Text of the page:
Q&A With Col. Stephen Harrison From Brooke Army Medical Center: Treating Liver Disease In Military And Civilian Patients Now And In The Future

Hepatologists around the world are seeing an influx of patients with various liver conditions including non-alcoholic fatty liver disease. Finding ways to treat these patients has become a growing area of the field. These issues are the same whether doctors are treating military patients or those in civilian practice alike.

Hepatologists around the world are seeing an influx of patients with various liver conditions including non-alcoholic fatty liver disease. Finding ways to treat these patients has become a growing area of the field.

Col. Stephen Harrison, MD, from Brooke Army discussed these and other topics during a recent interview from the San Antonio facility.

Unlike other conditions where symptoms are obvious which helps with treatment, liver diseases are much more difficult to determine which makes patient education a key component in treatment.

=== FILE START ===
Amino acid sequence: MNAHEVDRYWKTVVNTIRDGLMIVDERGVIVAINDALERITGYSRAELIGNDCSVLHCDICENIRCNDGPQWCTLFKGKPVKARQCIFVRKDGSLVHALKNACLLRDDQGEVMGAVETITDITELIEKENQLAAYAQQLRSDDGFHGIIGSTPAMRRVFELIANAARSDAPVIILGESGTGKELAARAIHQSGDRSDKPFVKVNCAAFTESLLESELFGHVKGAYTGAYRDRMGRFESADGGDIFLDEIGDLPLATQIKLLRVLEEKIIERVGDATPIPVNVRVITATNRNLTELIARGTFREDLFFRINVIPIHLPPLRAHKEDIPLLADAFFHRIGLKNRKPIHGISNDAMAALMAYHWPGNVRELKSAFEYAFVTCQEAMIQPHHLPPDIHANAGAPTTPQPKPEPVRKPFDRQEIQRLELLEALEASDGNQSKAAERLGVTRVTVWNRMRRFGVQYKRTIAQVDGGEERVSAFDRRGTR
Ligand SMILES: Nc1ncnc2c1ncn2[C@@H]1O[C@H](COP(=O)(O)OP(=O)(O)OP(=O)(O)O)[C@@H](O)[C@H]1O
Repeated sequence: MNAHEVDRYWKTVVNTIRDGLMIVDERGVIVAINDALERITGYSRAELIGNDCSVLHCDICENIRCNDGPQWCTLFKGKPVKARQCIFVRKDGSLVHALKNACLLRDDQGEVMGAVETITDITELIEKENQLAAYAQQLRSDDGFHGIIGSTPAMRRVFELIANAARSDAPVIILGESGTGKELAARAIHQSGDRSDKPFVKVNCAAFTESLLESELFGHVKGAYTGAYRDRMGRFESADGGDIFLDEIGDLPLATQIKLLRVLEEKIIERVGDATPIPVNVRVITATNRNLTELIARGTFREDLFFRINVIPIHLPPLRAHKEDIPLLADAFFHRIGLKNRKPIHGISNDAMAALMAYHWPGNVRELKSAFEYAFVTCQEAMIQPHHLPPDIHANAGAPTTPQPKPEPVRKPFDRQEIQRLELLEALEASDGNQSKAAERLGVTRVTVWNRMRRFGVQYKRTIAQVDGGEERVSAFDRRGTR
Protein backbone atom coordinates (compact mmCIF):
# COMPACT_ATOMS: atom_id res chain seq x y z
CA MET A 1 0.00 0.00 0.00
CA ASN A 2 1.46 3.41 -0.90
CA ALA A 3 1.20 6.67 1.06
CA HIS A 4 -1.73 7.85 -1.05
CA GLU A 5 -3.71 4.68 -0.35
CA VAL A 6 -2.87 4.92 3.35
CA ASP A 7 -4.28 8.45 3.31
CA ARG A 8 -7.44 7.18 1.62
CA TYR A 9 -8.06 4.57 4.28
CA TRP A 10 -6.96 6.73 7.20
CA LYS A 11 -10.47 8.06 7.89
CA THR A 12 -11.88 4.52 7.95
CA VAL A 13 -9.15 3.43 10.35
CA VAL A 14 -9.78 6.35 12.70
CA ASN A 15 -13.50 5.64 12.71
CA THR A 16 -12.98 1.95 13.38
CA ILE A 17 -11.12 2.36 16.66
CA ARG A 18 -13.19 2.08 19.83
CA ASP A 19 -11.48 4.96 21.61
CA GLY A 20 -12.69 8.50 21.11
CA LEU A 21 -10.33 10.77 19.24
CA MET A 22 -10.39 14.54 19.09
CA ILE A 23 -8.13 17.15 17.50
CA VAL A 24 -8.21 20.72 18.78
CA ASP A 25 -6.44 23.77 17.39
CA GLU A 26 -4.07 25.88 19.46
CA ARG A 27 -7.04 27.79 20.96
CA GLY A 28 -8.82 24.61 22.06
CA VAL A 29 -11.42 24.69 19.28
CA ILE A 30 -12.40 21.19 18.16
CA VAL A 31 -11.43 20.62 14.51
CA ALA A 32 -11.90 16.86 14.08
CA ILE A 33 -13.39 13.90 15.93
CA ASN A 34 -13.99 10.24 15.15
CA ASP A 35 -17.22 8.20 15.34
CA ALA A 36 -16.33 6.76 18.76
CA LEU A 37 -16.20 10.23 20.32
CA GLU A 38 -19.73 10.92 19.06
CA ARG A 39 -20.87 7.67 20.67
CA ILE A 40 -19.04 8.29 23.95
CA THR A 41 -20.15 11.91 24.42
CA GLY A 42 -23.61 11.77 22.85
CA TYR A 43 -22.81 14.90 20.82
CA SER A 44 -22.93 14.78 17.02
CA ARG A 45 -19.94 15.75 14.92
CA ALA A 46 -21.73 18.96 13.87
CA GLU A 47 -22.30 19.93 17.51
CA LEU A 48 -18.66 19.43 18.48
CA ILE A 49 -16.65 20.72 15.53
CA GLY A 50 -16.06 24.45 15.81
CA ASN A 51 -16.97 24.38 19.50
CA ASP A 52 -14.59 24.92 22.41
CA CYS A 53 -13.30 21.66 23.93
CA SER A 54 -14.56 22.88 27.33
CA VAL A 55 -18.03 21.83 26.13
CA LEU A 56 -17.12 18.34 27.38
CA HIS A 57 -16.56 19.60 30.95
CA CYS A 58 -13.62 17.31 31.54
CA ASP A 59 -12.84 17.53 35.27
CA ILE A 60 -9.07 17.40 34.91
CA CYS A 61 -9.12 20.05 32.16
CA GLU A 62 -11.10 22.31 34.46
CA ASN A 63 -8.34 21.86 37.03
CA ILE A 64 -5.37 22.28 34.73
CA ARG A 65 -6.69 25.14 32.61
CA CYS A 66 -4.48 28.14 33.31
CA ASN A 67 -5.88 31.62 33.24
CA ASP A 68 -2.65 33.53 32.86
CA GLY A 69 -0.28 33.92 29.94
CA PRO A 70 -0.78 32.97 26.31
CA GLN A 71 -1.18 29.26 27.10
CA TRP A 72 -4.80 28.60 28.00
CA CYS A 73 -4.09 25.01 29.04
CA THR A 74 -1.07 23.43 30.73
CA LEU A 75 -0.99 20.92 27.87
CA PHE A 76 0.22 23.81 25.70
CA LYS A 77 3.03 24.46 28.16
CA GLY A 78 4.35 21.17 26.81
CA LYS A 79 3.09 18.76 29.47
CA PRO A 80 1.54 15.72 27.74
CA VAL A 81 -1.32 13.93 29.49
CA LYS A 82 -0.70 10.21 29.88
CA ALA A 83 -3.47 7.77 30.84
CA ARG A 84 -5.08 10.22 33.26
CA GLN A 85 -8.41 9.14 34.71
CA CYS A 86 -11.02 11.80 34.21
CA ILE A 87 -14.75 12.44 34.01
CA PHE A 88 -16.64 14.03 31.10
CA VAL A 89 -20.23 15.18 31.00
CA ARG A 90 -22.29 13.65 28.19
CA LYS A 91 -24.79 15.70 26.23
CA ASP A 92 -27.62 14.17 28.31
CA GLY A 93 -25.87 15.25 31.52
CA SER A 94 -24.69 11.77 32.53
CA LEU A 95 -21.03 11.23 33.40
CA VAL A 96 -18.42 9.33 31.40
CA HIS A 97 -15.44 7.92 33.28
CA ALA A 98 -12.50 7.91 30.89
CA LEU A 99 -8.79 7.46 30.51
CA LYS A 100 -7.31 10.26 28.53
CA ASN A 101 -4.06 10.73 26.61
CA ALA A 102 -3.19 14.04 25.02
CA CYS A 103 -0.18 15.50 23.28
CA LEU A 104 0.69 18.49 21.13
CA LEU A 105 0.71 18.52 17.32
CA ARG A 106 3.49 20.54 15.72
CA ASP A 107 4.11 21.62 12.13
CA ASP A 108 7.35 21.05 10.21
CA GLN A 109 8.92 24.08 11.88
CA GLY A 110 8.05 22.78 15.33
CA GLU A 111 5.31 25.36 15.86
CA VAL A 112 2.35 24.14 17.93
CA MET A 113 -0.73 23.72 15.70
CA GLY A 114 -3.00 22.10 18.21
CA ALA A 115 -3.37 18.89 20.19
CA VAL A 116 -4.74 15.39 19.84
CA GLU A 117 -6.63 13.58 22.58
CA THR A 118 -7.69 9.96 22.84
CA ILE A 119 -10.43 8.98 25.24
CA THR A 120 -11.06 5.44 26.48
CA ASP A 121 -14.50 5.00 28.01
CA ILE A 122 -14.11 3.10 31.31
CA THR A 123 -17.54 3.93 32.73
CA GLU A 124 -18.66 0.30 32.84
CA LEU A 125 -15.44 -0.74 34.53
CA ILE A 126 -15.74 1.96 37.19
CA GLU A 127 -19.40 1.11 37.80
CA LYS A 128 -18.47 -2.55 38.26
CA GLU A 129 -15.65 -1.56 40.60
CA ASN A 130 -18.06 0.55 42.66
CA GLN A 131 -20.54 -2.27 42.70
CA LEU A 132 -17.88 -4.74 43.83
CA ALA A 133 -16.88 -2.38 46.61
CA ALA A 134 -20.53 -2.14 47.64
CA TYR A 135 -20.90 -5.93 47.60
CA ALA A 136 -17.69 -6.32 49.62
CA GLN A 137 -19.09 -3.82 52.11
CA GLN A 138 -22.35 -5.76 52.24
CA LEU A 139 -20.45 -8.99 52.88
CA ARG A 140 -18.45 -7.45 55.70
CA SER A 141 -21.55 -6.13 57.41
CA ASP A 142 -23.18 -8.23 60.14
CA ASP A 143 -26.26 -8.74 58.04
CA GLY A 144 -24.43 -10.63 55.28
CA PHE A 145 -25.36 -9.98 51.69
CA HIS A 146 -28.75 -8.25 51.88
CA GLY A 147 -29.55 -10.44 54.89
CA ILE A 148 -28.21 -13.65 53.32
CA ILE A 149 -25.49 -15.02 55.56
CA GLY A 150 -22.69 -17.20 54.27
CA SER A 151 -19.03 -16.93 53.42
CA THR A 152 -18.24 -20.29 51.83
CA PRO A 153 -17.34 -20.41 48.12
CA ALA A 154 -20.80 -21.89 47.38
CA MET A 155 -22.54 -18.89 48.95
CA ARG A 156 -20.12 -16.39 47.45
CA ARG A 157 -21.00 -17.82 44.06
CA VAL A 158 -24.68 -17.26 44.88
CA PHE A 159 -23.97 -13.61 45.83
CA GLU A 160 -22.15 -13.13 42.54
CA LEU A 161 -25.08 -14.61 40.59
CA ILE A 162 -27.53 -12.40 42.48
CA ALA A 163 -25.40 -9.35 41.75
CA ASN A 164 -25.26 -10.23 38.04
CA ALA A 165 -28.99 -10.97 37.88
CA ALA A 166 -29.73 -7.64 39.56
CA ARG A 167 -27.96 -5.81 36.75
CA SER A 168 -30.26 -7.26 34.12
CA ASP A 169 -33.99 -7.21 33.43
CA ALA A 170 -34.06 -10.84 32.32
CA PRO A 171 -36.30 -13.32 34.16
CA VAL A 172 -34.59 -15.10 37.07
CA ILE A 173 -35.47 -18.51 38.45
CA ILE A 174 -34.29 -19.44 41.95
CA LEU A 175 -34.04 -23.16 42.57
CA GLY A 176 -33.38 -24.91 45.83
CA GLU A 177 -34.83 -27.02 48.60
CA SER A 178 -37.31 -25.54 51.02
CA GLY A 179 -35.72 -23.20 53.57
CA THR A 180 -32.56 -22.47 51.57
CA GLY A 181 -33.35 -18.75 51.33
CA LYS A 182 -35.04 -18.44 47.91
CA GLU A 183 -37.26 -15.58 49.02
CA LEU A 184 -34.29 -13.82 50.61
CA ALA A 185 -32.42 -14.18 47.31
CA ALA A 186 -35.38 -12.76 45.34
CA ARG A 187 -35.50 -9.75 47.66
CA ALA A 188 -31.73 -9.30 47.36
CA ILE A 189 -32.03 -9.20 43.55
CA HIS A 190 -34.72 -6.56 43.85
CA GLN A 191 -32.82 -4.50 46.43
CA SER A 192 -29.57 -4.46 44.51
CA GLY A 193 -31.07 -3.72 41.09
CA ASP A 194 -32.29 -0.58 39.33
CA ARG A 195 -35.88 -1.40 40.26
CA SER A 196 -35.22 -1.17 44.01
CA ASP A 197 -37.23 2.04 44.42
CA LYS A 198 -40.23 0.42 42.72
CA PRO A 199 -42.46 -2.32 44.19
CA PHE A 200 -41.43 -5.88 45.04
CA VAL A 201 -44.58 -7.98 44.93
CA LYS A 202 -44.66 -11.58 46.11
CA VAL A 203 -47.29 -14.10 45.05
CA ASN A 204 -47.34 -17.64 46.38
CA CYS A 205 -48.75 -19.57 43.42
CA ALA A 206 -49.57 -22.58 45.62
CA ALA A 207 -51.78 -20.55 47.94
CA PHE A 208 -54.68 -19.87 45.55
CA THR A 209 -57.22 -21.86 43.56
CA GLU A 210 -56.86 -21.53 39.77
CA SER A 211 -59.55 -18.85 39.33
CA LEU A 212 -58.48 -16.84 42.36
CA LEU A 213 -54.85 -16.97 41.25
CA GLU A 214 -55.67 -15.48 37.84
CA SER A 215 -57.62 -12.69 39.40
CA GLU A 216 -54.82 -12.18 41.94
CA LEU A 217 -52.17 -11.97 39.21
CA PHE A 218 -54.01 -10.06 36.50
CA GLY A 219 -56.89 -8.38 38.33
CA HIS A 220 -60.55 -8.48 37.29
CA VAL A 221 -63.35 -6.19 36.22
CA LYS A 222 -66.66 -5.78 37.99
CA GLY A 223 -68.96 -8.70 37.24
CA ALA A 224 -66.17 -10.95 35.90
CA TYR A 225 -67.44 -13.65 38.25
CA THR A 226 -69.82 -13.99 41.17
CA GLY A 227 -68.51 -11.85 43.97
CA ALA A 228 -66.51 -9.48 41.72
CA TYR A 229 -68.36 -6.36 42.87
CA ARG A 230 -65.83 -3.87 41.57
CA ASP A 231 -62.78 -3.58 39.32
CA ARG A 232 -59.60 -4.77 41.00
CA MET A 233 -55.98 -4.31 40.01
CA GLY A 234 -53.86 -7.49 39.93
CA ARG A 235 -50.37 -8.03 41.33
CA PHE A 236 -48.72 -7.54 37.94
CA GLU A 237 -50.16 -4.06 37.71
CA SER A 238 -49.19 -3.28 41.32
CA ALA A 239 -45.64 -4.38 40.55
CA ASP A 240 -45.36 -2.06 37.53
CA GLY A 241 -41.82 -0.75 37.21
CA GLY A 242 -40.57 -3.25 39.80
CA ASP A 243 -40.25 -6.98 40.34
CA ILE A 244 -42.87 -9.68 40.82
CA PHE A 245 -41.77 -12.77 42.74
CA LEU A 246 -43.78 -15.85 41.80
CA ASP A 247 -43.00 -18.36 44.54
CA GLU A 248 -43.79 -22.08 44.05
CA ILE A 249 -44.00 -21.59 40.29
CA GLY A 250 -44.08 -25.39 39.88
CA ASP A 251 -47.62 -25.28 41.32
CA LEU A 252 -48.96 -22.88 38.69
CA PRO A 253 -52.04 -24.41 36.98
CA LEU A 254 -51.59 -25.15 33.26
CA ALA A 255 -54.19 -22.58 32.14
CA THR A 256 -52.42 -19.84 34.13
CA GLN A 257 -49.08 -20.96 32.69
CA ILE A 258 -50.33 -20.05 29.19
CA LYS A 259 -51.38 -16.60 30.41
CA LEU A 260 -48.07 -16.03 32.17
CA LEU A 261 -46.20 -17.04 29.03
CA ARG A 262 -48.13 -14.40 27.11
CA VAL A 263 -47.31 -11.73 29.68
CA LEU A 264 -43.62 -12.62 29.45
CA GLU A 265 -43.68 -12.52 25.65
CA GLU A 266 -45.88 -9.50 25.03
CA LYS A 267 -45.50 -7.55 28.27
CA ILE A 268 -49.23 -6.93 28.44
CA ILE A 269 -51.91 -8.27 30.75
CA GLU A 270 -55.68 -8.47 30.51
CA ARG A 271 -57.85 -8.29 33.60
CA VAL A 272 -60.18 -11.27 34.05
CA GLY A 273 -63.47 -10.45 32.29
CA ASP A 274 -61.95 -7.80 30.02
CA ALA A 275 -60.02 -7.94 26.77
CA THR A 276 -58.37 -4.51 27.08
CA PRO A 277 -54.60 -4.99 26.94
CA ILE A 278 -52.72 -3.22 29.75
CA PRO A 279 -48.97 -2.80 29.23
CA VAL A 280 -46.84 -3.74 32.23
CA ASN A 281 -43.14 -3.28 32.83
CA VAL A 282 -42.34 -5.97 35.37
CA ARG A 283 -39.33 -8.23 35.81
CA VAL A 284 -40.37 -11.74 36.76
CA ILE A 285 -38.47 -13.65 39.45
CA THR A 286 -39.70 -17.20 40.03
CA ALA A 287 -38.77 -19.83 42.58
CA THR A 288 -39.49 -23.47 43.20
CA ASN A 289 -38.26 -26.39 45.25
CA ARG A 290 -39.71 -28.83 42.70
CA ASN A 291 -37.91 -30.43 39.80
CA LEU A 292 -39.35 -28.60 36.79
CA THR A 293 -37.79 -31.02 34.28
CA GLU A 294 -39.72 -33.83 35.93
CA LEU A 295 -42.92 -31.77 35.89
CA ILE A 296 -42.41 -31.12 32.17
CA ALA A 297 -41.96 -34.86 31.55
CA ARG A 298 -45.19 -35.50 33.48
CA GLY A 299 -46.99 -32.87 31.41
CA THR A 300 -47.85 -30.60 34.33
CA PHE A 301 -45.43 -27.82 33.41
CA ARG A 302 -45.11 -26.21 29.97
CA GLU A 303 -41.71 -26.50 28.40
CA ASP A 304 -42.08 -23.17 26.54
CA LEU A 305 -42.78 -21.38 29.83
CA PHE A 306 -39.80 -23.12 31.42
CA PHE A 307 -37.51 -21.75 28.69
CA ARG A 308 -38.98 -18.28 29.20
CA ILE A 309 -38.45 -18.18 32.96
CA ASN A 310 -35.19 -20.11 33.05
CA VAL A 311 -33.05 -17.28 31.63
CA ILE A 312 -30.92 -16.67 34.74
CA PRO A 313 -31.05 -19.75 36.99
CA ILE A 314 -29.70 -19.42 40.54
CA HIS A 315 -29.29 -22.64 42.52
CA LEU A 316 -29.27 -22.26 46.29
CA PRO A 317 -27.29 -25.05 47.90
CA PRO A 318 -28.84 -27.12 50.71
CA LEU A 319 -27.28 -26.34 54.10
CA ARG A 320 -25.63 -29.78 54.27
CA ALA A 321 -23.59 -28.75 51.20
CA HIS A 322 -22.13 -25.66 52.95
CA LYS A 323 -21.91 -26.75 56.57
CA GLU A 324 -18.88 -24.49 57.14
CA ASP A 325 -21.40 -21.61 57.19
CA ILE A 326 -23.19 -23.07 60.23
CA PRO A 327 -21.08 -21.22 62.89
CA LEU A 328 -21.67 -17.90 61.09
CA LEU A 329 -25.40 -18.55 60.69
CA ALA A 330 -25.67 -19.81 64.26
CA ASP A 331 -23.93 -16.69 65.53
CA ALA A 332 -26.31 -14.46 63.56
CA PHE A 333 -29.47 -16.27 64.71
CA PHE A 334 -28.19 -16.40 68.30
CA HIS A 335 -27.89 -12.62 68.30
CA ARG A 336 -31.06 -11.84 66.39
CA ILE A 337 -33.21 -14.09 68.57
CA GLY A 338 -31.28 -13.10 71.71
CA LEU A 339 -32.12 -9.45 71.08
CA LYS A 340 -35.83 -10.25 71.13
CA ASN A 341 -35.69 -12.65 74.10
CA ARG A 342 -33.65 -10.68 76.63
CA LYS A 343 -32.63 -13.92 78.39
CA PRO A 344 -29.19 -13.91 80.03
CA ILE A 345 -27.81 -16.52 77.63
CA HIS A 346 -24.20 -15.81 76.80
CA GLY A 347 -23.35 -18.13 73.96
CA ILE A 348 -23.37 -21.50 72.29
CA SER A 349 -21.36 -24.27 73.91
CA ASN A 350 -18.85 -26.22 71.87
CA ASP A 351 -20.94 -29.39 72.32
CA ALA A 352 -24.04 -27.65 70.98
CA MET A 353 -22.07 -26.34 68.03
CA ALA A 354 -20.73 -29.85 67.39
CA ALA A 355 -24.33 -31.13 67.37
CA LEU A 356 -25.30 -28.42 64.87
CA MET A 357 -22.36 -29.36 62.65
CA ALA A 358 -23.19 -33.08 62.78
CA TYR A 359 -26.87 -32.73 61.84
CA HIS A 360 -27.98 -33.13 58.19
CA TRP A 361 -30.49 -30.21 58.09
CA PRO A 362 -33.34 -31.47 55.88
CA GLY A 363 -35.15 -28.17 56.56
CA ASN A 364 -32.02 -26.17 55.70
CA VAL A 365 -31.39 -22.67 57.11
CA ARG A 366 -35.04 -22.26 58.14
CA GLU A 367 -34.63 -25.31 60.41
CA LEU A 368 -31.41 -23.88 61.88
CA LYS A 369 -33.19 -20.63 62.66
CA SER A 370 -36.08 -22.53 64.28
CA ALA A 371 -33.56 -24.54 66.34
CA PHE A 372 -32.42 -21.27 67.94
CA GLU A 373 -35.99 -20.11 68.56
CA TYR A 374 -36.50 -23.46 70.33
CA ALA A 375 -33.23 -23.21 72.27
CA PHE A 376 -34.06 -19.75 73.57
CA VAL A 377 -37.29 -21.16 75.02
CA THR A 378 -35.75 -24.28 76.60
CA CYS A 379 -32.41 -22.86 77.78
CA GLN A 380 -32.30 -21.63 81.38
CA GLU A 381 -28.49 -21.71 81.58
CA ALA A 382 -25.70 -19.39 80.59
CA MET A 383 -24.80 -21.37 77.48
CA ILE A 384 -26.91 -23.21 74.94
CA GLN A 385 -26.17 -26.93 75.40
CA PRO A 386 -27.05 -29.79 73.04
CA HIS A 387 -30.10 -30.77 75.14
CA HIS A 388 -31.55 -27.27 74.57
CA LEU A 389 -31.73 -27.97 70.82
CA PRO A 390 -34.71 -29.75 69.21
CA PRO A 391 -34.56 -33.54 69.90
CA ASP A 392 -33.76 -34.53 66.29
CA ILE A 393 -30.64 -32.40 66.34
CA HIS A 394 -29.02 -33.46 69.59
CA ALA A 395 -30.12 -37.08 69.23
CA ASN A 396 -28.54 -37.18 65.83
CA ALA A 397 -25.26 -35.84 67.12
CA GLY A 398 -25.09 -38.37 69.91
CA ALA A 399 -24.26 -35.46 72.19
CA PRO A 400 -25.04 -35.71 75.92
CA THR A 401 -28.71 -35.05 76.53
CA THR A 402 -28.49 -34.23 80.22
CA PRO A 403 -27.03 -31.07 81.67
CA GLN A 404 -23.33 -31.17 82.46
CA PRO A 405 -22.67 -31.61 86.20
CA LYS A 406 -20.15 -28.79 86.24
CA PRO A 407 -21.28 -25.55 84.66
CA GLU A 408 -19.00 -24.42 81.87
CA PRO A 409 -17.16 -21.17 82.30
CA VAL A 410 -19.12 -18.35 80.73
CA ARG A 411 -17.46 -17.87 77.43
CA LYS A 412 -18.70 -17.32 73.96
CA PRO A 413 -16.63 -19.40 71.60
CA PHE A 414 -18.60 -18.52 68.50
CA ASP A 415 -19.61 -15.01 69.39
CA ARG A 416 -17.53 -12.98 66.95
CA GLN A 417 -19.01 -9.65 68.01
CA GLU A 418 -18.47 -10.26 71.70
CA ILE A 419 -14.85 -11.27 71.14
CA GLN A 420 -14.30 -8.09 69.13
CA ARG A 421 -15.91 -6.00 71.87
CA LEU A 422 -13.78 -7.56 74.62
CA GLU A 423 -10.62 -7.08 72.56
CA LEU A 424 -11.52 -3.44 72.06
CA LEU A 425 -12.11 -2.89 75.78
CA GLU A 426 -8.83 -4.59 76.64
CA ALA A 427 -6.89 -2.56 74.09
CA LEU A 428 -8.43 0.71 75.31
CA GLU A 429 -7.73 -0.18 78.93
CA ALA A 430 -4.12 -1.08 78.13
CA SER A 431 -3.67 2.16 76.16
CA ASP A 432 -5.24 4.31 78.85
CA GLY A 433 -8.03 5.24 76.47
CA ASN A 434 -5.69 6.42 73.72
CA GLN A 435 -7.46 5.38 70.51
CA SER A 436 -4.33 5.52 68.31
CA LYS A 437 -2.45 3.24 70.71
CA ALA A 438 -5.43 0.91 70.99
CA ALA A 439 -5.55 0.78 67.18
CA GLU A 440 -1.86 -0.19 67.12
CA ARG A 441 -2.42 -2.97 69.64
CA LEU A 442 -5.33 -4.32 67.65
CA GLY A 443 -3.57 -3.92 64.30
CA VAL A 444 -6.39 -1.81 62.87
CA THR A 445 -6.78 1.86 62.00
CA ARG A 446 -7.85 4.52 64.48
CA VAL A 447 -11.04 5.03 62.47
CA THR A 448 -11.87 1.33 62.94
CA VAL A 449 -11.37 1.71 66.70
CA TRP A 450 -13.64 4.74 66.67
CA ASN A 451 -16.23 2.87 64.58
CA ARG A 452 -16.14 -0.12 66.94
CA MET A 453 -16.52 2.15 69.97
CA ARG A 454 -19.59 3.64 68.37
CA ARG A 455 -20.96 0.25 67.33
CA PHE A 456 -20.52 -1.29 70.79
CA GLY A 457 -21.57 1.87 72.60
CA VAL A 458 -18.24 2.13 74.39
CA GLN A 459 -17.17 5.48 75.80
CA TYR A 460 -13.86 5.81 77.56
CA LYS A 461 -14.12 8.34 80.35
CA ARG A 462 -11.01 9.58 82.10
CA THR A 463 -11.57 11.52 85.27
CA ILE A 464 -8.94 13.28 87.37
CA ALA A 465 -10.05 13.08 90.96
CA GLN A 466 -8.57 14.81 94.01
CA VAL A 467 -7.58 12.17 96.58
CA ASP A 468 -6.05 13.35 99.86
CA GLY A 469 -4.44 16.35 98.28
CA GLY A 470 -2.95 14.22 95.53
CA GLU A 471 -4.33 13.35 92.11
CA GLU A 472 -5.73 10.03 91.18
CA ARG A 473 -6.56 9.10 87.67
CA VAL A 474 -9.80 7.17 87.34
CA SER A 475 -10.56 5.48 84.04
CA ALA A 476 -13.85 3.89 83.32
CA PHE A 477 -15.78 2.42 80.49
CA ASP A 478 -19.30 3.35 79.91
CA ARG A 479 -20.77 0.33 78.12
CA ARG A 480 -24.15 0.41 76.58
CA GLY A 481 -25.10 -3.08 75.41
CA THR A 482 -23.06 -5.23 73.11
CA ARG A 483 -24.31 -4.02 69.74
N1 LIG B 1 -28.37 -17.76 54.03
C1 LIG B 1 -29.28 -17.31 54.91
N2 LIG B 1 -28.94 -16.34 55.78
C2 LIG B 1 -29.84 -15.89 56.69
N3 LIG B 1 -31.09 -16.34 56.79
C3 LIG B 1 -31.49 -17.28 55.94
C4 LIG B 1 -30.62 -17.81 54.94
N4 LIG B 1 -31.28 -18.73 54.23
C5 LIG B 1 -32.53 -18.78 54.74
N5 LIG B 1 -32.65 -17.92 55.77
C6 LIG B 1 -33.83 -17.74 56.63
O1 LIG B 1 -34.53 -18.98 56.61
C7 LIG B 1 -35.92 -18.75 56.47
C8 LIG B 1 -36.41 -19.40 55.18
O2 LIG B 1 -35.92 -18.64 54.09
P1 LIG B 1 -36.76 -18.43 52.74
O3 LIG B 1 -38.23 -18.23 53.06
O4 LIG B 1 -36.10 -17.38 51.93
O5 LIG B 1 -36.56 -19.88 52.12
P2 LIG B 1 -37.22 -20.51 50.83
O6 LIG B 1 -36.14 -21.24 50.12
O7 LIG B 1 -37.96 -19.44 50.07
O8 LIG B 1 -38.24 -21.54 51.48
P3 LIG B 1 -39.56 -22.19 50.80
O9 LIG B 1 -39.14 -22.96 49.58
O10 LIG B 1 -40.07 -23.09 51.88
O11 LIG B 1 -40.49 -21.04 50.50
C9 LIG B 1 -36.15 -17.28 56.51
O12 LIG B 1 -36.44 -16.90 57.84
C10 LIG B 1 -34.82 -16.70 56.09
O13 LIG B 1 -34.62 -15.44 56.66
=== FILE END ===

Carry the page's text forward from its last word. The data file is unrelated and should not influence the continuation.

Hepatitis C may be a largely treatable condition but the work is not done for people who have this condition. It is just one part of a larger puzzle of liver disease that hepatologists and general practitioners are facing on a daily basis.

A person's diet can be as much a part of their cultural identity as anything else, convincing them that changing that diet to improve their health can sometimes be an uphill battle. In liver disease diet changes can be more effective than surgical options currently available.

Being a doctor is a full time job in itself, when you combine being an officer in the armed forces it can change your whole perspective on your job and why you do it all the while looking at what might be next for your patients.